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Old 01-29-2010, 06:38 AM   #1
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Question 3" Lift Questions

So after doing my research I am going to lift my taco 3" with the readylift kit. Please note that I rarely off road and I am on a budget. The readylift kit is a spacer lift but does not affect the ride. The spacer is placed in between the frame and the strut (not in the spring) so the spring tension and travel remain the same as stock.

So my here are my questions that should have the same answer no matter what 3" lift kit I buy:

1. Does a 3" lift kit require break line extensions? If so where and what size should I buy?

2. Can aliment specs still be met with the stock uca? If not how close can you get and what uca do you guys recommend
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Old 01-29-2010, 06:40 AM   #2
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Most people would agree that more pressure on stock coil = harsher ride

you will not need a brake extension though

I got my alignment within spec with a 3 inch lift.
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Old 01-29-2010, 06:48 AM   #3
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but a readylift kit does not put more pressure on the spring.
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Old 01-29-2010, 07:00 AM   #4
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I didn't need to extend the brake lines. There is plenty of slack.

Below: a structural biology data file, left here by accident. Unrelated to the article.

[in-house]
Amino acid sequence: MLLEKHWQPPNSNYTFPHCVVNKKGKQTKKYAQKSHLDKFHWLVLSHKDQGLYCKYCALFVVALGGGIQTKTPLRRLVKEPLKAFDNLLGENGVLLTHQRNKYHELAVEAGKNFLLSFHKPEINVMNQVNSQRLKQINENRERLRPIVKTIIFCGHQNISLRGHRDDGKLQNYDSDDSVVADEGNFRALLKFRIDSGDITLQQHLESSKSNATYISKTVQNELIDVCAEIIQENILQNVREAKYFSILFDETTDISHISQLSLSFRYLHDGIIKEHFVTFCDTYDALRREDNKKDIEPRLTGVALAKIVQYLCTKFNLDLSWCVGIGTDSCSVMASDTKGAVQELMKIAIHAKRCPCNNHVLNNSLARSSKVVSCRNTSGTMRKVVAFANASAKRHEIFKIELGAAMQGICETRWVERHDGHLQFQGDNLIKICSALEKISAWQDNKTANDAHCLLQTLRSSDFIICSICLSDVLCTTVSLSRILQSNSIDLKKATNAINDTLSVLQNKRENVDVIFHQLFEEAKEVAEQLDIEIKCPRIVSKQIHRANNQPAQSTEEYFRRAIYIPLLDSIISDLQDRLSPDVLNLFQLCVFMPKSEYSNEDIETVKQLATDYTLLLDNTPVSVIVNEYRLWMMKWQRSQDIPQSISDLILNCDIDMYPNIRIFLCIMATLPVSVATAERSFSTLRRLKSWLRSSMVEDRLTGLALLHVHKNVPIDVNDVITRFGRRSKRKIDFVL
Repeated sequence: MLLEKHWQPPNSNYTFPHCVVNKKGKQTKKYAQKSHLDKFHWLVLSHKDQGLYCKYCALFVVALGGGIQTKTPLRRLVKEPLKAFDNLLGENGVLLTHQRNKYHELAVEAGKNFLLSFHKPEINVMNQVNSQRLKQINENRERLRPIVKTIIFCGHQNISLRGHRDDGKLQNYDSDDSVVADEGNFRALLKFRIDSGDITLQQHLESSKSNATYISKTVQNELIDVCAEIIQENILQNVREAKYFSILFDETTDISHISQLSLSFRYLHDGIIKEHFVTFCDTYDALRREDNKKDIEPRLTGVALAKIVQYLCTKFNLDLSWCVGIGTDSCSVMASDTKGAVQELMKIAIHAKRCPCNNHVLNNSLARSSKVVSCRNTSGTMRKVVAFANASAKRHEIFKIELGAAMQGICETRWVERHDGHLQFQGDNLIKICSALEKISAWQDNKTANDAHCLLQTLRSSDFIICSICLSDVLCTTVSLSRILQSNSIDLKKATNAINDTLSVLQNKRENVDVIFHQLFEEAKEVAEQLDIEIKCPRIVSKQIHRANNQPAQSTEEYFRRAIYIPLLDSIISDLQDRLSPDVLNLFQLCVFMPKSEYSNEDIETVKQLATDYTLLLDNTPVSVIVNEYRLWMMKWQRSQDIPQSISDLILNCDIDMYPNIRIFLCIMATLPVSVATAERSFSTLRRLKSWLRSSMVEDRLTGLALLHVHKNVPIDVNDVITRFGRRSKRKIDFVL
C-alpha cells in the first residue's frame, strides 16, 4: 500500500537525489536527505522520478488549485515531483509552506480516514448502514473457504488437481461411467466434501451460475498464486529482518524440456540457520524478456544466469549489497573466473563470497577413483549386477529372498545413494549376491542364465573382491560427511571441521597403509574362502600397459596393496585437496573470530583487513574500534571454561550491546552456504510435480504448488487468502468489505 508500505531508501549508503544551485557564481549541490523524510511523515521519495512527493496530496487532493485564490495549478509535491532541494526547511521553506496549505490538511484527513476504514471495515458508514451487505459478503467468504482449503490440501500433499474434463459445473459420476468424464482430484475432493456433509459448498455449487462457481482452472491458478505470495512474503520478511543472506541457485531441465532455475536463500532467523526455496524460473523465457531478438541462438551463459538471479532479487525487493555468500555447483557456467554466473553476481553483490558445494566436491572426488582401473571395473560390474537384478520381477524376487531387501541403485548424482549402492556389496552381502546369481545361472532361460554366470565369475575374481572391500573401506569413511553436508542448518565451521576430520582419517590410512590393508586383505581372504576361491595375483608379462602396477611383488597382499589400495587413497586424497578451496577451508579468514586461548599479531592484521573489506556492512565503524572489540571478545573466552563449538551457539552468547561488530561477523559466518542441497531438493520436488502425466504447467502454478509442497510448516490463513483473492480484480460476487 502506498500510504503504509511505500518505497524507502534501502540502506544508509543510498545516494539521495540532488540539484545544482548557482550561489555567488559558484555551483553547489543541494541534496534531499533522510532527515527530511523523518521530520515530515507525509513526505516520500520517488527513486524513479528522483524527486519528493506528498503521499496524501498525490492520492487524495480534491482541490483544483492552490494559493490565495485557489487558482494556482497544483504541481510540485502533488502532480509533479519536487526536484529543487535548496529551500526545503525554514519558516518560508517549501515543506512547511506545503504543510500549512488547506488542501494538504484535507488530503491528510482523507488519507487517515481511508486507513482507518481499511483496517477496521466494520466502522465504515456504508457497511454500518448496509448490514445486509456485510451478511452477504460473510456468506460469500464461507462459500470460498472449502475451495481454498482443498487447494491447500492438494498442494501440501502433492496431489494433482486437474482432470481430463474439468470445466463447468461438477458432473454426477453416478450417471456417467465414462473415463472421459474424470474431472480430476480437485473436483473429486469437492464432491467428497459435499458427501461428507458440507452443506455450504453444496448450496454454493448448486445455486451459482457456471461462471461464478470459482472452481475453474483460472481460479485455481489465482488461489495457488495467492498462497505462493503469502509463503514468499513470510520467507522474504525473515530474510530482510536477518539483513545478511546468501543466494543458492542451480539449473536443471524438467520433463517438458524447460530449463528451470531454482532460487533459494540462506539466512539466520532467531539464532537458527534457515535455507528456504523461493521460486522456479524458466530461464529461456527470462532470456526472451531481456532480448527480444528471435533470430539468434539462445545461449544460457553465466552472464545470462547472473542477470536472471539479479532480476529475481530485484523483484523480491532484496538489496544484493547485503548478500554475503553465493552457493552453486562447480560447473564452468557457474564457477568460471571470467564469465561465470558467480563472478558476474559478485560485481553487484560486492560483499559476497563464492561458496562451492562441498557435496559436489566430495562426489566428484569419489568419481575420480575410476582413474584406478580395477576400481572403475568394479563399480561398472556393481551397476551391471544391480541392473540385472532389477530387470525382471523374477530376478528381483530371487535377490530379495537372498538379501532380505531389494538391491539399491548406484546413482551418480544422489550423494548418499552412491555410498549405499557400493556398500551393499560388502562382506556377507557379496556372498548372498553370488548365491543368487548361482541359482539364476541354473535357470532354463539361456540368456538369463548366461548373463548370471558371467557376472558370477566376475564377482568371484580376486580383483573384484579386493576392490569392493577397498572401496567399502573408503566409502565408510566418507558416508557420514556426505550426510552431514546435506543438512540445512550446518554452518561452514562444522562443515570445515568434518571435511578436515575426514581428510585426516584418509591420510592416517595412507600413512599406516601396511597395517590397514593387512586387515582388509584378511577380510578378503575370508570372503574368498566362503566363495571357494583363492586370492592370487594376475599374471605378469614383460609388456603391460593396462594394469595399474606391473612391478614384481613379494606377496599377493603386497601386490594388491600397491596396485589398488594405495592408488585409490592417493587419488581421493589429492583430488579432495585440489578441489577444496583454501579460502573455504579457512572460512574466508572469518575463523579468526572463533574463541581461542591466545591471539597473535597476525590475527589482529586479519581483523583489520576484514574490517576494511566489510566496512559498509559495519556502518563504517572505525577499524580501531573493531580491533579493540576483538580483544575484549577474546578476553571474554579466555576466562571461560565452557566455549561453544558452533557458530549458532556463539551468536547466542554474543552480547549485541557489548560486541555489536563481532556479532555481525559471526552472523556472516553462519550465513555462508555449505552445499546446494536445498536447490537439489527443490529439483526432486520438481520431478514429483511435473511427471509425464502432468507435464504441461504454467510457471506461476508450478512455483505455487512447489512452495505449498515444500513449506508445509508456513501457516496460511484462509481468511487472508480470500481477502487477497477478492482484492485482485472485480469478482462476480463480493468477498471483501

My shop got me in spec with stock uca's.

You'll get a lot of flack for the lift from the guys on here....

I've got 20K on my lift with no issues yet. Everyone chimes in that this lift is crap, but it has worked out well for me. The only actual report of a failure I've ever read was one of the top plate bolts broke on someone.
The rest in my opinion is all speculation unless someone posts pics of a failure related to this type of lift.

Oh great, now I'm going to get flamed too... thanks a lot...
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Old 01-29-2010, 07:37 AM   #5
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Let me clear things up about the alignment, and the ontop the strut spacer lift.

Think of your alignment as the temperature adjustment in your shower. Factory spec is from COLD to HOT as long as it's in that range you can still take a shower. But the ideal setting (Perfect temp) is where you'd want to have it set.

So just getting your alignment into specs, is O.K. but it would be much better if you can set the specs to the ideal settings.

The spacers that go ontop of your strut may seem like an good affordable option. But it may cost you more in the long run.

The suspension has a set range that it can travel up or down. By adding the top spacer you are increasing the down travel range. Which may over extend your components and do major damage.

The spacer that goes into the coil, or the longer coils are still limited by the length of the shock. so it will avoid overextension of your suspension.

But these factors only come into play if you do extreme things. For daily driving the spacers are O.K. Just be aware of what might be potential issues.

Extended brake lines are always recommeded with any 3" lift. But with that spacer lift it would be almost be a requirement.

Just my $.02
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Old 01-29-2010, 07:55 AM   #6
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Interesting... Yes I don't offroad at all...

When I jack up my truck, and am at full droop, there is still quite a bit of slack left in the front and back brake lines... maybe mine were long from the factory??
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Old 01-29-2010, 08:01 AM   #7
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Quote:
Originally Posted by toku58 View Post
Extended brake lines are always recommeded with any 3" lift. But with that spacer lift it would be almost be a requirement.

Just my $.02
FWIW, I never needed to add longer brake lines on any 3" lift.
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Old 01-29-2010, 08:10 AM   #8